Alexandra Saffa-Hoethke, Editor
Mon. May 25, 2020
The George Washington University Online High School’s Competitive Debate Team is making history, not only within the school but also in the online school world. The GW Debate Team was established in September of 2019. Since the beginning of the current school year, the GW Debate Team has been determinedly training to achieve their goal of competing in a national debate tournament. As an online school, the GW Debate Team has faced several obstacles. Brick and mortar schools have had several advantages over the online debate team, such as meeting weekly together in a classroom and having the ability to travel together as a school to competitions. With the GW debaters located all across the nation, they have faced challenges in working as a team in the traditional manner. However, despite several obstacles, the team has creatively developed strategies to work together as an online team.
Continue reading “GWUOHS Debate Team Enters its First National Tournament”
Nyma E., senior reporter
Forty-three percent of the world’s population can speak two languages fluently. Bilingualism presents obvious benefits, such as being able to communicate with many more people. However, does being bilingual actually make one smarter? Bilingual people have a stronger executive function which results in a heightened ability to switch between tasks, a more efficient monitoring system, and a heightened cognitive ability. Adults aren’t the only ones who experience these benefits; infants, children, and the elderly can benefit as well.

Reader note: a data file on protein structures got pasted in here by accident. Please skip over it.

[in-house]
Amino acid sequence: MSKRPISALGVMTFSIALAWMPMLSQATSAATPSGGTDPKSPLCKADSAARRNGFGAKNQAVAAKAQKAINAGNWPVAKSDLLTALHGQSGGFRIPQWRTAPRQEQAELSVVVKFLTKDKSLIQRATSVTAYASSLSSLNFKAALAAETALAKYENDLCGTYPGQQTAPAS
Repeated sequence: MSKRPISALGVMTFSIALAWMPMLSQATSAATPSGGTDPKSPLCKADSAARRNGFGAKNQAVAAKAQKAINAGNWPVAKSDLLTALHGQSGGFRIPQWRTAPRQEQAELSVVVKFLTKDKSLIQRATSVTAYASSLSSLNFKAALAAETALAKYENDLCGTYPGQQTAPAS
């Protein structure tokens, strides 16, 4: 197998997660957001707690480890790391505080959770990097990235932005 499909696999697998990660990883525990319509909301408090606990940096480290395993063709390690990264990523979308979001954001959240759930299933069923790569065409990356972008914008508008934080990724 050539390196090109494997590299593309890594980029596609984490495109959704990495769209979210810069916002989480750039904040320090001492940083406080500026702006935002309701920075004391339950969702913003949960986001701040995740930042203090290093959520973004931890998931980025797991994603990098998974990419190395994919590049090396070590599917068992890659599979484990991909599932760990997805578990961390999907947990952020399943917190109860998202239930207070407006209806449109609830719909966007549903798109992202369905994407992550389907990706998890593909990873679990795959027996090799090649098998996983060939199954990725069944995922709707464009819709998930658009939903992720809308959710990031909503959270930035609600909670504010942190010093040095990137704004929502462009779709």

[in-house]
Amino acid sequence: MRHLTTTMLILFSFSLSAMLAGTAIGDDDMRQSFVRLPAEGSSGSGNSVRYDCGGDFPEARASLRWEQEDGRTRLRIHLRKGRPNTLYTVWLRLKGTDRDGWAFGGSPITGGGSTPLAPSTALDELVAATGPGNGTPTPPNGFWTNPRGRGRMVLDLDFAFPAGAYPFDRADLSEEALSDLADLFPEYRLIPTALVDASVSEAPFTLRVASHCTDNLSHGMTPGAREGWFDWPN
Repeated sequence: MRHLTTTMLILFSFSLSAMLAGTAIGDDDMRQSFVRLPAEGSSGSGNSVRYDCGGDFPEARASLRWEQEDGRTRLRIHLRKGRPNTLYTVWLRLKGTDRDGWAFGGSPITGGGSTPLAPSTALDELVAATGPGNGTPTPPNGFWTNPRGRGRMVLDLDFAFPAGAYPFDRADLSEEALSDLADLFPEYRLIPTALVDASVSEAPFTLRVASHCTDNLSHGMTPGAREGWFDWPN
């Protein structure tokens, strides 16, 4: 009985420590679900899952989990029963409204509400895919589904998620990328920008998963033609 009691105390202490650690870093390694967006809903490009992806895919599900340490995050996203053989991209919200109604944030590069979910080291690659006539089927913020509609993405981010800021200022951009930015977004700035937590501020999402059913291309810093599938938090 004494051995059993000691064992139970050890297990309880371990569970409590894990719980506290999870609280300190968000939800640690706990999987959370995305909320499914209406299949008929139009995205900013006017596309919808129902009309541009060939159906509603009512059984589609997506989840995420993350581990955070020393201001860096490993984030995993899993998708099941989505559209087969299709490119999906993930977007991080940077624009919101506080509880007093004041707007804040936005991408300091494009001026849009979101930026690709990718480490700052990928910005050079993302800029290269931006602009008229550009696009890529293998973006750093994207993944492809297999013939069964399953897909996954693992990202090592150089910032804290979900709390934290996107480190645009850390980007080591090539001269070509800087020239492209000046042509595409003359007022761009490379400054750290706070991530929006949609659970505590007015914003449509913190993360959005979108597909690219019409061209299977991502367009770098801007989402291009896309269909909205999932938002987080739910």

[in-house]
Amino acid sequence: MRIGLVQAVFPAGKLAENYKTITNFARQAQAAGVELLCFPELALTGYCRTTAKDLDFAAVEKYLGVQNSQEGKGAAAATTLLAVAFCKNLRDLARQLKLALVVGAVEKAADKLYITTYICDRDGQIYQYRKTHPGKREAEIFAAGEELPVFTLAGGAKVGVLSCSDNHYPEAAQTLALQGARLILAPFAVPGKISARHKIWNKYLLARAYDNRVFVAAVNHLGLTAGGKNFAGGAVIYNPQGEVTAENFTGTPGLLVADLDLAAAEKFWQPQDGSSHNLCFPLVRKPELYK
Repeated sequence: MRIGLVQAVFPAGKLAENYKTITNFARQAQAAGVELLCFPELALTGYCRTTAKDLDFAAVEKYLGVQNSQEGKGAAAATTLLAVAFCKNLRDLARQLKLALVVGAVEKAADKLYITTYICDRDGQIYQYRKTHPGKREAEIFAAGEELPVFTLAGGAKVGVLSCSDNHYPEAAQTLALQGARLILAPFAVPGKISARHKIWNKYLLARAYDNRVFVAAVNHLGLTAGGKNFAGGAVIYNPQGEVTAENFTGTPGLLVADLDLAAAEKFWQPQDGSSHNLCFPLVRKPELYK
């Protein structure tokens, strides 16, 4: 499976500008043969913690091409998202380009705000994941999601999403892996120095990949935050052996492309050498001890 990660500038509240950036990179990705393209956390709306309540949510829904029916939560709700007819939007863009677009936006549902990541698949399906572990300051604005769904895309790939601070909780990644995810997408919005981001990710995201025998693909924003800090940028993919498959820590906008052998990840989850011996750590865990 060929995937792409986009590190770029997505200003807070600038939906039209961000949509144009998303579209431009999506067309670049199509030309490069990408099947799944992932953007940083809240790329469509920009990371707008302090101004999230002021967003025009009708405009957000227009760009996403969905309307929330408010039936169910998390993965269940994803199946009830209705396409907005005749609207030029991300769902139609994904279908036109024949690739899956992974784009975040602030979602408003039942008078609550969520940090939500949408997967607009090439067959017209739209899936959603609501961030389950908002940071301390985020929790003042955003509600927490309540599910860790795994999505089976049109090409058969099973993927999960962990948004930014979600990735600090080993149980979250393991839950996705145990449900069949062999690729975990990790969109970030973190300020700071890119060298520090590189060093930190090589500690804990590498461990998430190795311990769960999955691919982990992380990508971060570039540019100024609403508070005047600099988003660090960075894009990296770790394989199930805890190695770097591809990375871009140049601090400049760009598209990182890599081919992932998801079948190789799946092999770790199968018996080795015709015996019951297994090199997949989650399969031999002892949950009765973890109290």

Continue reading “Are Bilinguals Smarter than Monolinguals?”
Lily McLean, editor
This article was completed on April 16th and many of the students polled submitted their answers as early as mid-March. Some information will not be current due to the rapidly changing nature of the situation.
On March 16th, 2020, it was announced that millions of Californians, spread across several counties, would be required to shelter in place in order to prevent the spread of COVID-19. At the drop of a hat, everything changed. Businesses closed, people lost their jobs, and everywhere, citizens were contemplating the prospect of being trapped within their homes for an indefinite period of time. Governor Gavin Newsom extended this order three days later to cover the entire state. Since then, 45 states have announced at least partial shelter-in-place orders, putting normal American life on hold. As the coronavirus spreads throughout the United States, news outlets have covered the myriad of ways it affects citizens, from record numbers of people filing for unemployment to a dangerous shortage of personal protective equipment (PPE). In this article, we give students the chance to explain how they have been affected by the coronavirus in their own words.
Continue reading “How COVID-19 has affected students”
Emma D., journalist